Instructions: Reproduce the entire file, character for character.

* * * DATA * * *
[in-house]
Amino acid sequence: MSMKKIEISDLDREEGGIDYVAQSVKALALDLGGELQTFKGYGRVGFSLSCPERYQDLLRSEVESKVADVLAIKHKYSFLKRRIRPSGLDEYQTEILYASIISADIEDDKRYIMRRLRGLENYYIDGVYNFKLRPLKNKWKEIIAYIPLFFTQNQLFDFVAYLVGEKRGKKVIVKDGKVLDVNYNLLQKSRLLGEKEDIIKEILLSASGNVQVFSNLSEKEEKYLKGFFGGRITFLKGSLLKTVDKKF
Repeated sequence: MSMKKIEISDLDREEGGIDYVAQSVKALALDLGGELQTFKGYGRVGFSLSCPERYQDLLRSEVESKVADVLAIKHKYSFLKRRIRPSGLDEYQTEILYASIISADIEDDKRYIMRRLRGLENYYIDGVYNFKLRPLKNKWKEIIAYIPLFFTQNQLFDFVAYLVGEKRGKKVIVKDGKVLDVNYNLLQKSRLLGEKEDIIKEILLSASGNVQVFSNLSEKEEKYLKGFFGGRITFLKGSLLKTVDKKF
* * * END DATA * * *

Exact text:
[in-house]
Amino acid sequence: MSMKKIEISDLDREEGGIDYVAQSVKALALDLGGELQTFKGYGRVGFSLSCPERYQDLLRSEVESKVADVLAIKHKYSFLKRRIRPSGLDEYQTEILYASIISADIEDDKRYIMRRLRGLENYYIDGVYNFKLRPLKNKWKEIIAYIPLFFTQNQLFDFVAYLVGEKRGKKVIVKDGKVLDVNYNLLQKSRLLGEKEDIIKEILLSASGNVQVFSNLSEKEEKYLKGFFGGRITFLKGSLLKTVDKKF
Repeated sequence: MSMKKIEISDLDREEGGIDYVAQSVKALALDLGGELQTFKGYGRVGFSLSCPERYQDLLRSEVESKVADVLAIKHKYSFLKRRIRPSGLDEYQTEILYASIISADIEDDKRYIMRRLRGLENYYIDGVYNFKLRPLKNKWKEIIAYIPLFFTQNQLFDFVAYLVGEKRGKKVIVKDGKVLDVNYNLLQKSRLLGEKEDIIKEILLSASGNVQVFSNLSEKEEKYLKGFFGGRITFLKGSLLKTVDKKF